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FESTIVE FOOD SAFETY

- Nine Essential Ingredients to Reduce the Risk of Foodborne Illnesses -

Hosting family or friends for the holidays? Be sure to serve up food safety to reduce the risk of illness.

The Haliburton, Kawartha, Pine Ridge District Health Unit reminds local residents that safe food handling skills are very important at a time when many holiday meals and gatherings are being planned. Food that becomes contaminated due to improper food handling or undercooking can make people sick, spoiling what is supposed to be a happy holiday.

“Foodborne illnesses occur more frequently than people think, and the home is one of the main places where illnesses can occur,” says Md Azad, a Public Health Inspector with the HKPR District Health Unit. “The best recipe for a holiday meal with family and friends is one that includes safe food preparation.”

To reduce the risk of foodborne illnesses, the Health Unit provides these nine essential ingredients for festive food safety:

1. Get off to a clean start. Wash hands, utensils and surfaces with hot soapy water before, during and after preparing foods. Sanitize countertops, cutting boards and utensils with a mild bleach and water solution. Wash all produce thoroughly before preparing, eating or cooking.

2. If preparing a frozen turkey for a holiday meal, start thawing it in the fridge several days before roasting. Allow 24 hours of defrosting time for every 2.5 kg (5 pounds) of turkey. Place the thawing turkey on a plate or tray to prevent the leaking juices from contaminating other foods in the fridge. Never thaw a turkey on the kitchen counter.

3. The goal of cooking a turkey is to reach a high enough internal temperature (82⁰C/180⁰F) to kill bacteria. Rather than checking for the juices to run clear to let you know the turkey is done, it is better to use a probe thermometer to check the internal temperature of the turkey. The best place to check the temperature is the inner thigh, just above the bone. Stuffing should be cooked outside the turkey and should reach a temperature of 74⁰C (165⁰F).

4. Cook foods thoroughly and serve immediately. Keep hot foods hot with warming trays, chafing dishes or slow cookers that measure at least 60⁰C (140⁰F). Keep cold foods cold by resting serving dishes on crushed ice.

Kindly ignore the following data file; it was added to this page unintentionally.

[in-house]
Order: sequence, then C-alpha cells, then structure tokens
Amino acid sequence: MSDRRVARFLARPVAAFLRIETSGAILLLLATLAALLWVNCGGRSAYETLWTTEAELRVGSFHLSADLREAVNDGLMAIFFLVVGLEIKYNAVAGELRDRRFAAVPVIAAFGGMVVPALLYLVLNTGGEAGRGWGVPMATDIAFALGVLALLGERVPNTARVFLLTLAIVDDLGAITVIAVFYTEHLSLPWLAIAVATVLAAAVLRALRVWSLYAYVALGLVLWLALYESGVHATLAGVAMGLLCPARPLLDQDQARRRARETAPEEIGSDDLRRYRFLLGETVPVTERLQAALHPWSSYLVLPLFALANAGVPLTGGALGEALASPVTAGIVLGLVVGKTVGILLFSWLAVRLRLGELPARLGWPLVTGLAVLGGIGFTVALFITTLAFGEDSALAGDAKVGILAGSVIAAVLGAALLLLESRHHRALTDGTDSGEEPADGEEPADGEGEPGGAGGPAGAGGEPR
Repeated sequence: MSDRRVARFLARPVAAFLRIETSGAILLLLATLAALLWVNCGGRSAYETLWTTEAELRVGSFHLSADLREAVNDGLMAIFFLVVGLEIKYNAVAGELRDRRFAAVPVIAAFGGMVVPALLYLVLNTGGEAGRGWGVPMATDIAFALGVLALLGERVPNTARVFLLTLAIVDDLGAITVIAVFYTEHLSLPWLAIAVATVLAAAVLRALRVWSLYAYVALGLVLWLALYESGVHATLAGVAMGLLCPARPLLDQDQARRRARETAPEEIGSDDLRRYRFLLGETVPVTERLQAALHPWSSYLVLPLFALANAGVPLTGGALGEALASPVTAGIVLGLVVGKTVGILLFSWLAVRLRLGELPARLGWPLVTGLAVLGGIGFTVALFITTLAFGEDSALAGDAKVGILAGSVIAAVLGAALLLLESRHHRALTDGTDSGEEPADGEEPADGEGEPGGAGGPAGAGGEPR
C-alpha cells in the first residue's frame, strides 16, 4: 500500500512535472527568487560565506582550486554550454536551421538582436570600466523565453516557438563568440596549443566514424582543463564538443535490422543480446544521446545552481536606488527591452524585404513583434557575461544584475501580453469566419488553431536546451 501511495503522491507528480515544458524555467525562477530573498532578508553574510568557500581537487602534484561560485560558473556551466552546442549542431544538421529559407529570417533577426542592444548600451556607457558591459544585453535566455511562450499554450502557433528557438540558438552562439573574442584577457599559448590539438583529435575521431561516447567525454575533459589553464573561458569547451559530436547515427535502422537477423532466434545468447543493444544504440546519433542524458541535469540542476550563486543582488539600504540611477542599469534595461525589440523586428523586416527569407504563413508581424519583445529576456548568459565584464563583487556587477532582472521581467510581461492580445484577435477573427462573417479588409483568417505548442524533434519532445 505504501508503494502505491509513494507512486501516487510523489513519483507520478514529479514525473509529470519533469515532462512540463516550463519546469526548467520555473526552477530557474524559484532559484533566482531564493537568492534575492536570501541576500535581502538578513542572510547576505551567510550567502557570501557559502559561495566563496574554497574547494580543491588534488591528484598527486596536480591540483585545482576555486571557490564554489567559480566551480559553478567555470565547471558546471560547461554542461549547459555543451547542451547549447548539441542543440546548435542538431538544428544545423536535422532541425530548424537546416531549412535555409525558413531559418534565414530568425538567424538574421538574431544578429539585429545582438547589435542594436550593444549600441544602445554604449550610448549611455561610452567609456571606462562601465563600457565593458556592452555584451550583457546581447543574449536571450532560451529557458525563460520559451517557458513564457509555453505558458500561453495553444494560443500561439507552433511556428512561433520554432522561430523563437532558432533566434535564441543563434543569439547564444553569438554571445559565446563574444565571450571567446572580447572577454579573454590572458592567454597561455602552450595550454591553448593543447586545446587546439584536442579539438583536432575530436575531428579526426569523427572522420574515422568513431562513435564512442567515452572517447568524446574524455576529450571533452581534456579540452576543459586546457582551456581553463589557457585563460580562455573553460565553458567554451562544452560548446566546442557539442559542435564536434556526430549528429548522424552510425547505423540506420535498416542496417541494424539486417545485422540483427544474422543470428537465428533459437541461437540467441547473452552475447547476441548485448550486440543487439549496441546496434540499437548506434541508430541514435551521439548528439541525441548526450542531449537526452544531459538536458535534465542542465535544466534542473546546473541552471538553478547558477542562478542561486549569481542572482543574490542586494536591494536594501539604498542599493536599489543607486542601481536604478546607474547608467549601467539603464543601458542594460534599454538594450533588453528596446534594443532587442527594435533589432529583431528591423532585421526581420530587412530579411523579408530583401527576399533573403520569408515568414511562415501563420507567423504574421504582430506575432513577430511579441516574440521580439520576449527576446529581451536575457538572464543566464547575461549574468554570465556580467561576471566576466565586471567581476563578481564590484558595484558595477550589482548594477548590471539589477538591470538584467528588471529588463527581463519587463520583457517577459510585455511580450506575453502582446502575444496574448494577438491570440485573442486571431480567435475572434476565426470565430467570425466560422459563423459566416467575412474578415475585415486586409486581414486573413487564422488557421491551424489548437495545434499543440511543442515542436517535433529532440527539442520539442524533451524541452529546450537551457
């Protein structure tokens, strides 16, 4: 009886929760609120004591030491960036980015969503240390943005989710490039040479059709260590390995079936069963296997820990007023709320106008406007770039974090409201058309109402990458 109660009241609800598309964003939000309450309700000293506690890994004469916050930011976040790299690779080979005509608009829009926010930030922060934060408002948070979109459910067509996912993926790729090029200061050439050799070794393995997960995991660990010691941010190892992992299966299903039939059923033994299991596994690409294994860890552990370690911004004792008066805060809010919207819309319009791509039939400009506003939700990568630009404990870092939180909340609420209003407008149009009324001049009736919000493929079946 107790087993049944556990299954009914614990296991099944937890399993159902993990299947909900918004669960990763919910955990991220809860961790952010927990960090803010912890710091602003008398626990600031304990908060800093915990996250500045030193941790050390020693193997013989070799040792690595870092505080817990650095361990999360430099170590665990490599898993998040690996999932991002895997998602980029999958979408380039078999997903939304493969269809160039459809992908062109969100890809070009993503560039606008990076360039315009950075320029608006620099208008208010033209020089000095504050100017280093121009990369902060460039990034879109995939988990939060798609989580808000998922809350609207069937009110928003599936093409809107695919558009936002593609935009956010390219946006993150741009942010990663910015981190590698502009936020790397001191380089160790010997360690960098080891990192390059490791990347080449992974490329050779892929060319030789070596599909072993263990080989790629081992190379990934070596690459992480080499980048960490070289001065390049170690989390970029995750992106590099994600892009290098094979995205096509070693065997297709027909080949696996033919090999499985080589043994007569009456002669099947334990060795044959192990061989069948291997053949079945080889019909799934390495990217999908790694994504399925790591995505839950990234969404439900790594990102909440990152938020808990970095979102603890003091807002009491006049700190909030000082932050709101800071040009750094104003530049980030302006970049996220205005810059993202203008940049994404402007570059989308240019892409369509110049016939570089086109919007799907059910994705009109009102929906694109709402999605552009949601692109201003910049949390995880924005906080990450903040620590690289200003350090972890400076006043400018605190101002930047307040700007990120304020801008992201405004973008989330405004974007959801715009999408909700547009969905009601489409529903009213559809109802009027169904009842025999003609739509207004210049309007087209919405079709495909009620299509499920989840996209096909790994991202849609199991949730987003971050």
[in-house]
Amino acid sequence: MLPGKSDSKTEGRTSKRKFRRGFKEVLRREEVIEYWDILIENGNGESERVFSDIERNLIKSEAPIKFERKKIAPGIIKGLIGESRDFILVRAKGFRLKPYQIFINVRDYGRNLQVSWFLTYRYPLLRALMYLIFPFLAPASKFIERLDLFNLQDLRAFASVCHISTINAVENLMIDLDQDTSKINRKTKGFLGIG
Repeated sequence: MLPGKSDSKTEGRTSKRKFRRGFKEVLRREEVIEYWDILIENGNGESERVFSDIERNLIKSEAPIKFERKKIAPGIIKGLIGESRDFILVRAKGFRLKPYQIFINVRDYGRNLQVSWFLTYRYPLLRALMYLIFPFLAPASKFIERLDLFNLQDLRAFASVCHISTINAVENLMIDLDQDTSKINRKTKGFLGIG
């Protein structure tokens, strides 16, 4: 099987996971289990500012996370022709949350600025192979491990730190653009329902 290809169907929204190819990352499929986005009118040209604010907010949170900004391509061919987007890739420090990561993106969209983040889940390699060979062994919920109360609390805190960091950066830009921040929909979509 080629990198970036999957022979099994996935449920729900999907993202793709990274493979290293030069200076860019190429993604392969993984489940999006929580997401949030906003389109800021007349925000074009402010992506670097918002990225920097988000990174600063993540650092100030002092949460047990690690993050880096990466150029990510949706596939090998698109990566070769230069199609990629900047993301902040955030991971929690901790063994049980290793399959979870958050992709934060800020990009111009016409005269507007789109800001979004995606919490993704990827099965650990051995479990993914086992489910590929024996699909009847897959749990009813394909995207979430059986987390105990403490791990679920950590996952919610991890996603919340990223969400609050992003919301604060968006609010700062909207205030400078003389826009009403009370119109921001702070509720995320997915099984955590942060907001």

5. If traveling, ensure hot foods stay in insulated containers to keep a 60⁰C (140⁰F) temperature. Reheat thoroughly before serving. Put cold foods in a cooler with ice or freezer packs to keep them at 4⁰C (40⁰F) or lower.

6. When serving food, use small bowls or trays. This helps to ensure the temperature of food remains even, and also prevents food from being left out too long.

7. Remember the two-hour rule when entertaining guests with a large meal or buffet. Perishable foods should not be left out at room temperature for longer than two hours. When in doubt, throw it out!

8. While unpasteurized apple cider is a popular holiday beverage, it may contain E.coli. To be sure cider is safe, buy cider that is labeled as being pasteurized.

9. Leftovers should be cooled quickly and promptly refrigerated. Avoid leaving turkey sitting out for snacking after a meal. Use leftover turkey and other cooked dishes within four days. Never use leftovers as leftovers.

For more food safety tips, call the Health Unit at 1-866-888-4577 and speak to a Public Health Inspector, or click here.

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For media inquiries, contact:

In Northumberland County: Md Azad, Public Health Inspector, HKPR District Health Unit, (905) 885-9100.

In City of Kawartha Lakes: Dharminder Kaler, Public Health Inspector, HKPR District Health Unit, (705) 324-3569.

In Haliburton County: Neha Gandhi, Public Health Inspector, HKPR District Health Unit, (705) 457-1391,
or Tom Reddering, Public Health Inspector, HKPR District Health Unit, (705) 457-1391.

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